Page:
Major telecommunications companies MTN, Cell C and rain have zero-rated the OLICO Maths Education Programme which provides puzzles and problem-solving activities, competitions, games and weekly challenges to keep learners busy, connected and engaged.
This decision followed the closure of schools in the COVID-19 pandemic’s local lockdown restrictions, which compounded learning challenges even further for the notoriously under-resourced youth in some of South Africa’s largest townships.
Launched in 2008, the OLICO Maths Education Programme has provided effective and increasingly popular after-school tutoring and training in Alexandra, Diepsloot, Bosmont, Dunoon and Heideveld, and partners using OLICO maths content are working in Soweto, Ivory Park, Khayelitsha, Gugulethu and deep-rural Eastern Cape.
Twenty matriculants from last year’s cohort in Diepsloot achieved Bachelor-level (50%) maths passes, placing them in the top 20% of maths performers nationally.
“It’s well-documented that knowledge retention suffers over school holiday breaks during normal times,” says Andrew Barret, co-founder and national coordinator of OLICO. “So there is a real concern for the damage this lockdown is doing, especially on grade 8 and 9 learners who are only scheduled to resume school in August – that’s why remote-support through WhatsApp and zero-rated educational sites, like ours, can be a vital lifeline.”
COVID-19 adaption relies on tool and resource-based programmes accessed online, via WhatsApp and through an Android app. Teachers and learners actively engage with each other every day via these platforms. Tutors call or message the learners each morning, and then track their progress through WhatsApp or online.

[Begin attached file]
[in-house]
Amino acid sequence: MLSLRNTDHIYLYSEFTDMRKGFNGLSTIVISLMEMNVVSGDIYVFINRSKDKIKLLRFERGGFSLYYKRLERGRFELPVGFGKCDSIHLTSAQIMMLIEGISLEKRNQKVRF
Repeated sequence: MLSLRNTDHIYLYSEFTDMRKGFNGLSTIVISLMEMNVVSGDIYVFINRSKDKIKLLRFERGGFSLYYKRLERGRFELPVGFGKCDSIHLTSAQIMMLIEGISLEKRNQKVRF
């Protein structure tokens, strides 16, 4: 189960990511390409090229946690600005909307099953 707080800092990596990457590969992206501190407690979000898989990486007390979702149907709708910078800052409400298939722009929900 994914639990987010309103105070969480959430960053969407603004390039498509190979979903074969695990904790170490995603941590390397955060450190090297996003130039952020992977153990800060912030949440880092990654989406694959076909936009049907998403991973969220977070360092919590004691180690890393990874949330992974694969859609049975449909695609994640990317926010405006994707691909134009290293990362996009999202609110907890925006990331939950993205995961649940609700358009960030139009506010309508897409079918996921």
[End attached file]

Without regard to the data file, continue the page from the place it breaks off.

The free online version of the programme features more than 28 000 interactive questions and 376 tutorial videos, worksheets for sharing, tutoring and discussion over WhatsApp, and a fun, time-based activity designed to build number fluency in addition, subtraction, multiplication and division which is suitable for all grades.
Logic puzzles promote problem-solving and creative thinking, while a senior-phase mathematics summary guide featuring key mathematical concepts for grades 7,8 and 9 is downloadable for free.
“We have about 680 learners on WhatsApp, which is about 60% of the high-school learners we would usually work with,” says Barret. “Access to smartphone devices and data are the main barriers to access for the other learners. The three telcos have really helped us address one part of the challenge. We’re hoping Vodacom and Telkom confirm their interest, and we’re in the process of trying to procure entry-level smartphone devices.”
Twenty-nine high-school WhatsApp groups administered by OLICO took root over lockdown, with 301 484 WhatsApp messages exchanged, and 2,9 GB of WhatsApp data used for messages and worksheets.
“Although these numbers may appear small, what’s remarkable is the sheer enthusiasm of our learners, determined to fulfil their dreams,” says Barret. “When one considers the massive challenges these teenagers face on a daily basis, one gets an inkling of how great their commitment and passion to a sometimes difficult and overwhelming subject may be.”
Datatec Group marketing and communications manager Wilna de Villiers says that STEM (science, technology, engineering and maths) careers are in high demand and maths is a critical subject in all these fields.
“We wholeheartedly support organisations like OLICO which over time is making a meaningful difference in addressing the real need for adequately equipped school leavers who can eventually fulfil critically-needed STEM careers in South Africa,” says de Villiers.
“Even during this exceptionally trying time learners are showing perseverance and fortitude in accessing tutoring and training which demonstrates their commitment to bettering themselves and their chances of a better future.”
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